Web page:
At last I worked up the courage to ask her for help. Janice studied me. “Help?”
I took a deep breath. “All I need is some insight. I’m not asking for much—just tell me how I should write it, or what you wrote about, or….”
“So you want me to help you,” she said slowly.
“Yeah.” I proffered a small, hopeful smile. “Is that okay?”
She sent me a folder of her essays. One look told me I would never be able to write like that. She was good. So good that I highlighted her name with the cursor and typed in my own.
What else could I have done? What the admissions officers didn’t know wouldn’t hurt them. What my parents, who were counting on me to get into a good school, didn’t know wouldn’t hurt them. And what Janice didn’t know definitely wouldn’t hurt her. But after we’d graduated Janice called and asked to see the essays that hers had helped me with. I said I’d lost them. I didn’t expect her to go to my mother, who’d saved copies.
Janice didn’t need to rat, to get me kicked out of school. I hoped that she, at least, was happy with the mess I was in.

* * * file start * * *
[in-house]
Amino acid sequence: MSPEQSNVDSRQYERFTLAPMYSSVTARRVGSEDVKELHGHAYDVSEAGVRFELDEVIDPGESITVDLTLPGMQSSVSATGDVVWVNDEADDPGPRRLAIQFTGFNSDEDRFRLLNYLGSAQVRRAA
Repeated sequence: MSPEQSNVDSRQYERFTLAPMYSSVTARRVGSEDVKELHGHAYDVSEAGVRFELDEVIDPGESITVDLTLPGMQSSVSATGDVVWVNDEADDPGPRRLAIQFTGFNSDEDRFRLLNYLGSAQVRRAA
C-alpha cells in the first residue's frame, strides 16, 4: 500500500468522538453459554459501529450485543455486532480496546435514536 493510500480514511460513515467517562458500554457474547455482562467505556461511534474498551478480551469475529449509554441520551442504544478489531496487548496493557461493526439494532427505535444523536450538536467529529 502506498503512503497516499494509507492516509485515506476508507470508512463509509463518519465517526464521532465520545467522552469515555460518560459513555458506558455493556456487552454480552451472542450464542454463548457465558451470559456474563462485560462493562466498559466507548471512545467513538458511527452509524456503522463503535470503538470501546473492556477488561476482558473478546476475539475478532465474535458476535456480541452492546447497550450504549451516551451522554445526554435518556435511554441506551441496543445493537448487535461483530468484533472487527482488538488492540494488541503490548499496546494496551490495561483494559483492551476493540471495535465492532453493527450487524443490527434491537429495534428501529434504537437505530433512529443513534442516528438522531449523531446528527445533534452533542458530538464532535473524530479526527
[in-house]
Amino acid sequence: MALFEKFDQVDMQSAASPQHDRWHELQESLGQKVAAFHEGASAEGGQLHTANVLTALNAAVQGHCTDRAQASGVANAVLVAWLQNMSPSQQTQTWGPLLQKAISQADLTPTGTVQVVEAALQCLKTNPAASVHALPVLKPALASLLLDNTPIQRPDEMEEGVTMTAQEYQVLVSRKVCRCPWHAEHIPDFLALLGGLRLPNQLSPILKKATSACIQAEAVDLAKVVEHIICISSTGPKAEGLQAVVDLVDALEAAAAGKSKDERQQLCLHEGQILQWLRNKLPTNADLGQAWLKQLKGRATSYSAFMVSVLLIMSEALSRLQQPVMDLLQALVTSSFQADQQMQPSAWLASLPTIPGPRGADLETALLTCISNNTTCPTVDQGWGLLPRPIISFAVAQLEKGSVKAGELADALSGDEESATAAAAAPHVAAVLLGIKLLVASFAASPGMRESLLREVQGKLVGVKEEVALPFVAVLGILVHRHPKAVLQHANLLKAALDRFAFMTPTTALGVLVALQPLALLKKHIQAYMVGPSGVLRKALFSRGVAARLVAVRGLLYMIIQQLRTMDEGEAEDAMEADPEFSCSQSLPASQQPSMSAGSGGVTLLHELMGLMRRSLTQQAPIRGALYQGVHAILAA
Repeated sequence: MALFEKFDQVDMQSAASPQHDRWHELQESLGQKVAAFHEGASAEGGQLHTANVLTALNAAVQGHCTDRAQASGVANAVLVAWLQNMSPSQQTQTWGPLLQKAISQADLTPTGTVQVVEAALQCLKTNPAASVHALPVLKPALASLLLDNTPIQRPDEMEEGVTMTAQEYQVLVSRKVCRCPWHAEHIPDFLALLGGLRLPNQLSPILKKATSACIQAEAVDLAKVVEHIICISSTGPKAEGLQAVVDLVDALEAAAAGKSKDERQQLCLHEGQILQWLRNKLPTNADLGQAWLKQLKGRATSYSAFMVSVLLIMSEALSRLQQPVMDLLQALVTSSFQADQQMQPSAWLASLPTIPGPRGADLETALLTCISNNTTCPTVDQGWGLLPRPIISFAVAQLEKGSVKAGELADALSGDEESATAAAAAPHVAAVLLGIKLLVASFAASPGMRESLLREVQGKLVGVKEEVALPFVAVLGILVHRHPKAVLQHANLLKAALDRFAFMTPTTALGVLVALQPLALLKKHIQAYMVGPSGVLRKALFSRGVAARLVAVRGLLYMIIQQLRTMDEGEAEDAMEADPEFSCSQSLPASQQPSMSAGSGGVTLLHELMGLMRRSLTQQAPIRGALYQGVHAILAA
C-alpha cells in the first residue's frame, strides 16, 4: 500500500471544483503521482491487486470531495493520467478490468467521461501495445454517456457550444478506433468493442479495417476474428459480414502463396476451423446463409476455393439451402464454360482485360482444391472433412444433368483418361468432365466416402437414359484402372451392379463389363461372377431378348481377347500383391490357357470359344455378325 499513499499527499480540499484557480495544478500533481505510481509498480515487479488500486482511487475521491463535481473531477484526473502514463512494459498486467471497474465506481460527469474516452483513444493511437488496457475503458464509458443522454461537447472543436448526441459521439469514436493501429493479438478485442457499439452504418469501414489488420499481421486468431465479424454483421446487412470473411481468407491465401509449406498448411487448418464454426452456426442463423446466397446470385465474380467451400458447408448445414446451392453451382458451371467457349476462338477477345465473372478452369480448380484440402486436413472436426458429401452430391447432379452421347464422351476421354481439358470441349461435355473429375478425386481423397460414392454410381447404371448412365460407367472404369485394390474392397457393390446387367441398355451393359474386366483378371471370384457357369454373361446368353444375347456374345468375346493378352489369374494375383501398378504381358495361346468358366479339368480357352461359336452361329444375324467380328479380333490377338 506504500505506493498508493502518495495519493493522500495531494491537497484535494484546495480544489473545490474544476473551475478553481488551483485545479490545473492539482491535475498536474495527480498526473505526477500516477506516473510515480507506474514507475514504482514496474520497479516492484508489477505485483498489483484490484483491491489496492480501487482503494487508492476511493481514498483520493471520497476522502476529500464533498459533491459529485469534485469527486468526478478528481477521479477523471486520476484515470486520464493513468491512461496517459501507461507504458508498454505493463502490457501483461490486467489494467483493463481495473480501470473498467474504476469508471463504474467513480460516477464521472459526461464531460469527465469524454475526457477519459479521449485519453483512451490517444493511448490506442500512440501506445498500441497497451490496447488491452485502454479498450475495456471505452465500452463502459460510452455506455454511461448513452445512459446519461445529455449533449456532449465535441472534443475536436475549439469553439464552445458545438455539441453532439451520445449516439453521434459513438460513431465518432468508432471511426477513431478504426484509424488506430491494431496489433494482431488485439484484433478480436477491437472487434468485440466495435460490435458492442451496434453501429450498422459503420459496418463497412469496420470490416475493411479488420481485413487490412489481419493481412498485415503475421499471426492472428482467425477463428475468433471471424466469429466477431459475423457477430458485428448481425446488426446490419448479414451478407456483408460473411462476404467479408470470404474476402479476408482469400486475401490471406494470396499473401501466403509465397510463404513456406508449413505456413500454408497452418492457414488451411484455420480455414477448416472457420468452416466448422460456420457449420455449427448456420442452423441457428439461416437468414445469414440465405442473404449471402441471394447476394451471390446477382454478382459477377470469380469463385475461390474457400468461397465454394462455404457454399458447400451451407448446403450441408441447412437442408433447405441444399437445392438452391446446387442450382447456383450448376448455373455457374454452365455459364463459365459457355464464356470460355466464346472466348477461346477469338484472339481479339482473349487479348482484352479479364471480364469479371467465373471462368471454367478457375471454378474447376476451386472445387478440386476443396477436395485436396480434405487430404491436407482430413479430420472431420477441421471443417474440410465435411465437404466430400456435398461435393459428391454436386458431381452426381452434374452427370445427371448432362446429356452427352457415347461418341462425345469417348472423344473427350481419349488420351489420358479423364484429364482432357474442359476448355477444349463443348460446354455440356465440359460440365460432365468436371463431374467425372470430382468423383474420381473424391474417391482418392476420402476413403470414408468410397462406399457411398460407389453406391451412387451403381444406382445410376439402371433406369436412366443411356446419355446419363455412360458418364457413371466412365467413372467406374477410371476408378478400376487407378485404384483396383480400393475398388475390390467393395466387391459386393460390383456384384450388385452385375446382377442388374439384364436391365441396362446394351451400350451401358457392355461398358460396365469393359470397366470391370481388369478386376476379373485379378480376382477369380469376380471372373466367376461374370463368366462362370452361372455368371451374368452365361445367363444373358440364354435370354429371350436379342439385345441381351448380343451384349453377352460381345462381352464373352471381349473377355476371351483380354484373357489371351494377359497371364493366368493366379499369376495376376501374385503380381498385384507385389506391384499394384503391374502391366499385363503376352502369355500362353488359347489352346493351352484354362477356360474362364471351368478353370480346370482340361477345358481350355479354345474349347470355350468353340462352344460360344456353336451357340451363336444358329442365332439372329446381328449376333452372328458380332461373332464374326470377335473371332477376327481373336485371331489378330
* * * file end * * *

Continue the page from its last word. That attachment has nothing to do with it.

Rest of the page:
I pressed my lips together and shoved the skeletons back into the closet. I’d visit Janice later, just as my parents had been telling me to. I needed to apologize, to mend our relationship. I wanted to ask, What relationship? When had I ever had a choice in the decisions I’d made?
I closed the closet door. I’d go and pay her a visit. She’d have skeletons in her closet too. All I would have to do is go and pull them out.
Rina Olsen is a Korean-American teen writer living on Guam. Her work has appeared or is forthcoming in 101 Words, Dreams & Nightmares, Emerge Literary Journal, The Hopper, Jellyfish Review, Nanoism, and Write the World Review. She is a general editor for Cathartic Youth Literary Magazine. Her debut novel, Third Moon Passing, is forthcoming from Atmosphere Press in late 2023.